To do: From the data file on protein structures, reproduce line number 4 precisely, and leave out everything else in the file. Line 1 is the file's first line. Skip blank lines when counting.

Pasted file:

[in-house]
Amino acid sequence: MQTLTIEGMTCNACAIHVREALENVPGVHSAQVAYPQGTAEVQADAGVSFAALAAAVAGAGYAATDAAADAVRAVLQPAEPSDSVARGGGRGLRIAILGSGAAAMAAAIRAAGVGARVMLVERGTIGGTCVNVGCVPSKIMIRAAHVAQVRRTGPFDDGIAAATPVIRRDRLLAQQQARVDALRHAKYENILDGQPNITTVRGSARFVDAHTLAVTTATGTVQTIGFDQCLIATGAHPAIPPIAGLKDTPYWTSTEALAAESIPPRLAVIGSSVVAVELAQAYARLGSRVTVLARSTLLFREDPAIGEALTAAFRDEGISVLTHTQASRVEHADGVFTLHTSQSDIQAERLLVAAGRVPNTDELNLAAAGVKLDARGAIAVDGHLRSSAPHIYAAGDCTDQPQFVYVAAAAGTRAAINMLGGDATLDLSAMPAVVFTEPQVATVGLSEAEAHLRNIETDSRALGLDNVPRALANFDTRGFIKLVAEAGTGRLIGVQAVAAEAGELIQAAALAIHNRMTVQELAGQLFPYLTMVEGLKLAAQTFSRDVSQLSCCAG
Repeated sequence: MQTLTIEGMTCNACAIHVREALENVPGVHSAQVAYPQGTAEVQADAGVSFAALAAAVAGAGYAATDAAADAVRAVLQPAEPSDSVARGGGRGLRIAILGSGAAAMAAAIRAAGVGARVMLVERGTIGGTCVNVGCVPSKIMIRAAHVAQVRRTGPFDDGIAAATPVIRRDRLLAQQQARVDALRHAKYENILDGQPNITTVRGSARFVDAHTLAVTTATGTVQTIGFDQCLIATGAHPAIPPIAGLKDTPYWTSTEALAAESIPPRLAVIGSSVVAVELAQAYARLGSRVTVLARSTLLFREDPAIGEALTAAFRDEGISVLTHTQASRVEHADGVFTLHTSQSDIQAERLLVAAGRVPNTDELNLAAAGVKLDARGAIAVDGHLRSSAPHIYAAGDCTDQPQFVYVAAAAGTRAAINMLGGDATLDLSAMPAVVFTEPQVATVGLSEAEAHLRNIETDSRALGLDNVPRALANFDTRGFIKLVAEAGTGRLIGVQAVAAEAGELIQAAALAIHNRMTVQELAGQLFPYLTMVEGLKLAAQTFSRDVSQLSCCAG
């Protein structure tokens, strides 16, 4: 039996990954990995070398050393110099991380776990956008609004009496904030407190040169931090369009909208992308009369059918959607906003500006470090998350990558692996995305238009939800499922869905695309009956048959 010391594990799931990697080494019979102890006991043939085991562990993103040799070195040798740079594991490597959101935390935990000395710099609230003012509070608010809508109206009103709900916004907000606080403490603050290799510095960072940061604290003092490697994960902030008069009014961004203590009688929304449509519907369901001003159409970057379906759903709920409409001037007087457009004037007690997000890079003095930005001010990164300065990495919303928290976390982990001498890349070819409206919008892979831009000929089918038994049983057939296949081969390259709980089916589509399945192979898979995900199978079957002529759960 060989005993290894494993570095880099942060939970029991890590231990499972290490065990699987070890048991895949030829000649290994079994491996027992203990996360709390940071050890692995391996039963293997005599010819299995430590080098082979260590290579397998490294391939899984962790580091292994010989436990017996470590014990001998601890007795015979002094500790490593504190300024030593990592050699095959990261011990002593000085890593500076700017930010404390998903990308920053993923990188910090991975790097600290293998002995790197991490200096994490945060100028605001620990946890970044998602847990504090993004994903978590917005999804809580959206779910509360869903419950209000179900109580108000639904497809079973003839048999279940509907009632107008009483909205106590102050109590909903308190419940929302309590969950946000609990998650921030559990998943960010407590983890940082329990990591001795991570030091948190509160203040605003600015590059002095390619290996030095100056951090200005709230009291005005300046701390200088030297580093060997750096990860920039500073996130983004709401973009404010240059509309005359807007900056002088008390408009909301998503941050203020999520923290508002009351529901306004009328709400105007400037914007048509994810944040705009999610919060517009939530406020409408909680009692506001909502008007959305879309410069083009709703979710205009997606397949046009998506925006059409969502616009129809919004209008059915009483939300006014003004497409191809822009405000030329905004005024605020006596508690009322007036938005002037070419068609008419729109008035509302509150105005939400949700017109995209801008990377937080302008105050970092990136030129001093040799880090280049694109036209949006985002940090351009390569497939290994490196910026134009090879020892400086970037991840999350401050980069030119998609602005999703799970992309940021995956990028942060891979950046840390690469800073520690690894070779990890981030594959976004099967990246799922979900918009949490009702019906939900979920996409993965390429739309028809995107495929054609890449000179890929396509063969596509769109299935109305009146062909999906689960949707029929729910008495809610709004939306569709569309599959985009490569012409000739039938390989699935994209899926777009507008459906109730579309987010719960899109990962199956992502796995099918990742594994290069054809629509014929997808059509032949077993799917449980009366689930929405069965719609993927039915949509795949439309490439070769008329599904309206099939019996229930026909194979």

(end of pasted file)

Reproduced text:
């Protein structure tokens, strides 16, 4: 039996990954990995070398050393110099991380776990956008609004009496904030407190040169931090369009909208992308009369059918959607906003500006470090998350990558692996995305238009939800499922869905695309009956048959 010391594990799931990697080494019979102890006991043939085991562990993103040799070195040798740079594991490597959101935390935990000395710099609230003012509070608010809508109206009103709900916004907000606080403490603050290799510095960072940061604290003092490697994960902030008069009014961004203590009688929304449509519907369901001003159409970057379906759903709920409409001037007087457009004037007690997000890079003095930005001010990164300065990495919303928290976390982990001498890349070819409206919008892979831009000929089918038994049983057939296949081969390259709980089916589509399945192979898979995900199978079957002529759960 060989005993290894494993570095880099942060939970029991890590231990499972290490065990699987070890048991895949030829000649290994079994491996027992203990996360709390940071050890692995391996039963293997005599010819299995430590080098082979260590290579397998490294391939899984962790580091292994010989436990017996470590014990001998601890007795015979002094500790490593504190300024030593990592050699095959990261011990002593000085890593500076700017930010404390998903990308920053993923990188910090991975790097600290293998002995790197991490200096994490945060100028605001620990946890970044998602847990504090993004994903978590917005999804809580959206779910509360869903419950209000179900109580108000639904497809079973003839048999279940509907009632107008009483909205106590102050109590909903308190419940929302309590969950946000609990998650921030559990998943960010407590983890940082329990990591001795991570030091948190509160203040605003600015590059002095390619290996030095100056951090200005709230009291005005300046701390200088030297580093060997750096990860920039500073996130983004709401973009404010240059509309005359807007900056002088008390408009909301998503941050203020999520923290508002009351529901306004009328709400105007400037914007048509994810944040705009999610919060517009939530406020409408909680009692506001909502008007959305879309410069083009709703979710205009997606397949046009998506925006059409969502616009129809919004209008059915009483939300006014003004497409191809822009405000030329905004005024605020006596508690009322007036938005002037070419068609008419729109008035509302509150105005939400949700017109995209801008990377937080302008105050970092990136030129001093040799880090280049694109036209949006985002940090351009390569497939290994490196910026134009090879020892400086970037991840999350401050980069030119998609602005999703799970992309940021995956990028942060891979950046840390690469800073520690690894070779990890981030594959976004099967990246799922979900918009949490009702019906939900979920996409993965390429739309028809995107495929054609890449000179890929396509063969596509769109299935109305009146062909999906689960949707029929729910008495809610709004939306569709569309599959985009490569012409000739039938390989699935994209899926777009507008459906109730579309987010719960899109990962199956992502796995099918990742594994290069054809629509014929997808059509032949077993799917449980009366689930929405069965719609993927039915949509795949439309490439070769008329599904309206099939019996229930026909194979």